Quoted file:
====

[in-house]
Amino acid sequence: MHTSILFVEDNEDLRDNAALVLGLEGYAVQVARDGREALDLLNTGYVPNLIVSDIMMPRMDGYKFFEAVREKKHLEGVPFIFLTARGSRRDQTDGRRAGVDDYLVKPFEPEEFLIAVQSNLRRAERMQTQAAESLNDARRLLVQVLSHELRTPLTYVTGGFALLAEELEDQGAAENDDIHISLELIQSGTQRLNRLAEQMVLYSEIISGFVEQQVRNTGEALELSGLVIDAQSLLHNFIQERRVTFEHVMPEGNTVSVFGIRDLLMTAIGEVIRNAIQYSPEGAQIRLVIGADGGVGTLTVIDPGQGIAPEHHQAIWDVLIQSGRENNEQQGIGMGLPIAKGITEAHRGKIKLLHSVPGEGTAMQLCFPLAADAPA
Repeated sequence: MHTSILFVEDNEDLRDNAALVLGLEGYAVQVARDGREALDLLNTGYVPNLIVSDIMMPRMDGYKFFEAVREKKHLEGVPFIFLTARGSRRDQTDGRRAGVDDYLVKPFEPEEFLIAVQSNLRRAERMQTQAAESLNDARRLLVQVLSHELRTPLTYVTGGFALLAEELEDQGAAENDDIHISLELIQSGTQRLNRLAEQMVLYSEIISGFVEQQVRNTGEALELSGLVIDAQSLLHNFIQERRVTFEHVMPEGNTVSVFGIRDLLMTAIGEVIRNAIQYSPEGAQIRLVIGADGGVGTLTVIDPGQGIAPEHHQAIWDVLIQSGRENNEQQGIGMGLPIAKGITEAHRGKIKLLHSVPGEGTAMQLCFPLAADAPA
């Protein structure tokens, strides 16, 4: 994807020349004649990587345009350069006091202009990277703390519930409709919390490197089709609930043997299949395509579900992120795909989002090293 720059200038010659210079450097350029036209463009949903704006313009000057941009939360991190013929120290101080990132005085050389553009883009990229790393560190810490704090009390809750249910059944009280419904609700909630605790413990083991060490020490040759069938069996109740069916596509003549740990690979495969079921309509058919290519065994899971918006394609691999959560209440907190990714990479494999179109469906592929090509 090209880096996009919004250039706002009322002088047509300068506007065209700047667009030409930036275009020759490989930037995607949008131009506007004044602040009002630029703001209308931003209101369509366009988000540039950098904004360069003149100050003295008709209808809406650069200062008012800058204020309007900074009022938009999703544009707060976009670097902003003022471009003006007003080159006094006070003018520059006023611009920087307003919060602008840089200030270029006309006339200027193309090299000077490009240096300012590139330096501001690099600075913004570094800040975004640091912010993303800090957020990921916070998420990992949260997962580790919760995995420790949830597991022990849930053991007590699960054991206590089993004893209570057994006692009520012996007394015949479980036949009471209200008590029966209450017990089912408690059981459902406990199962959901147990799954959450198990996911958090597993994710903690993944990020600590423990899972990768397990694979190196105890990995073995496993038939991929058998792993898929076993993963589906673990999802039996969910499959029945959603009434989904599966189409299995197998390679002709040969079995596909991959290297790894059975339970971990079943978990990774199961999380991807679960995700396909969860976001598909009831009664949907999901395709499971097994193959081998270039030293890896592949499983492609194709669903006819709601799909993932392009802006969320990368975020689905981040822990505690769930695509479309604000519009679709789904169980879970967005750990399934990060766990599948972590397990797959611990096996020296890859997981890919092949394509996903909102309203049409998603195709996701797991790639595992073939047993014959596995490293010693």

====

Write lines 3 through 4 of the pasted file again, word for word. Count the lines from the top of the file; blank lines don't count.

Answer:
Repeated sequence: MHTSILFVEDNEDLRDNAALVLGLEGYAVQVARDGREALDLLNTGYVPNLIVSDIMMPRMDGYKFFEAVREKKHLEGVPFIFLTARGSRRDQTDGRRAGVDDYLVKPFEPEEFLIAVQSNLRRAERMQTQAAESLNDARRLLVQVLSHELRTPLTYVTGGFALLAEELEDQGAAENDDIHISLELIQSGTQRLNRLAEQMVLYSEIISGFVEQQVRNTGEALELSGLVIDAQSLLHNFIQERRVTFEHVMPEGNTVSVFGIRDLLMTAIGEVIRNAIQYSPEGAQIRLVIGADGGVGTLTVIDPGQGIAPEHHQAIWDVLIQSGRENNEQQGIGMGLPIAKGITEAHRGKIKLLHSVPGEGTAMQLCFPLAADAPA
């Protein structure tokens, strides 16, 4: 994807020349004649990587345009350069006091202009990277703390519930409709919390490197089709609930043997299949395509579900992120795909989002090293 720059200038010659210079450097350029036209463009949903704006313009000057941009939360991190013929120290101080990132005085050389553009883009990229790393560190810490704090009390809750249910059944009280419904609700909630605790413990083991060490020490040759069938069996109740069916596509003549740990690979495969079921309509058919290519065994899971918006394609691999959560209440907190990714990479494999179109469906592929090509 090209880096996009919004250039706002009322002088047509300068506007065209700047667009030409930036275009020759490989930037995607949008131009506007004044602040009002630029703001209308931003209101369509366009988000540039950098904004360069003149100050003295008709209808809406650069200062008012800058204020309007900074009022938009999703544009707060976009670097902003003022471009003006007003080159006094006070003018520059006023611009920087307003919060602008840089200030270029006309006339200027193309090299000077490009240096300012590139330096501001690099600075913004570094800040975004640091912010993303800090957020990921916070998420990992949260997962580790919760995995420790949830597991022990849930053991007590699960054991206590089993004893209570057994006692009520012996007394015949479980036949009471209200008590029966209450017990089912408690059981459902406990199962959901147990799954959450198990996911958090597993994710903690993944990020600590423990899972990768397990694979190196105890990995073995496993038939991929058998792993898929076993993963589906673990999802039996969910499959029945959603009434989904599966189409299995197998390679002709040969079995596909991959290297790894059975339970971990079943978990990774199961999380991807679960995700396909969860976001598909009831009664949907999901395709499971097994193959081998270039030293890896592949499983492609194709669903006819709601799909993932392009802006969320990368975020689905981040822990505690769930695509479309604000519009679709789904169980879970967005750990399934990060766990599948972590397990797959611990096996020296890859997981890919092949394509996903909102309203049409998603195709996701797991790639595992073939047993014959596995490293010693």